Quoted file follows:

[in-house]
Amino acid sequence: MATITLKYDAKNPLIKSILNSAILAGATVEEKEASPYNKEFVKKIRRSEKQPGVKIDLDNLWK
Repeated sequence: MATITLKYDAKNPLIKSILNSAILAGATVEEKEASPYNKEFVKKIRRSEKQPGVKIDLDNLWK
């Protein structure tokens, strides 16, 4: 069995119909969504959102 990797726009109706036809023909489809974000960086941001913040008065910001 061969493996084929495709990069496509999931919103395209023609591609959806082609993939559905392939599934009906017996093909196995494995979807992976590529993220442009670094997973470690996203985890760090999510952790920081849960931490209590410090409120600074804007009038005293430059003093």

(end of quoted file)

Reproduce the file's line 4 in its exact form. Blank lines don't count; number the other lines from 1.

């Protein structure tokens, strides 16, 4: 069995119909969504959102 990797726009109706036809023909489809974000960086941001913040008065910001 061969493996084929495709990069496509999931919103395209023609591609959806082609993939559905392939599934009906017996093909196995494995979807992976590529993220442009670094997973470690996203985890760090999510952790920081849960931490209590410090409120600074804007009038005293430059003093």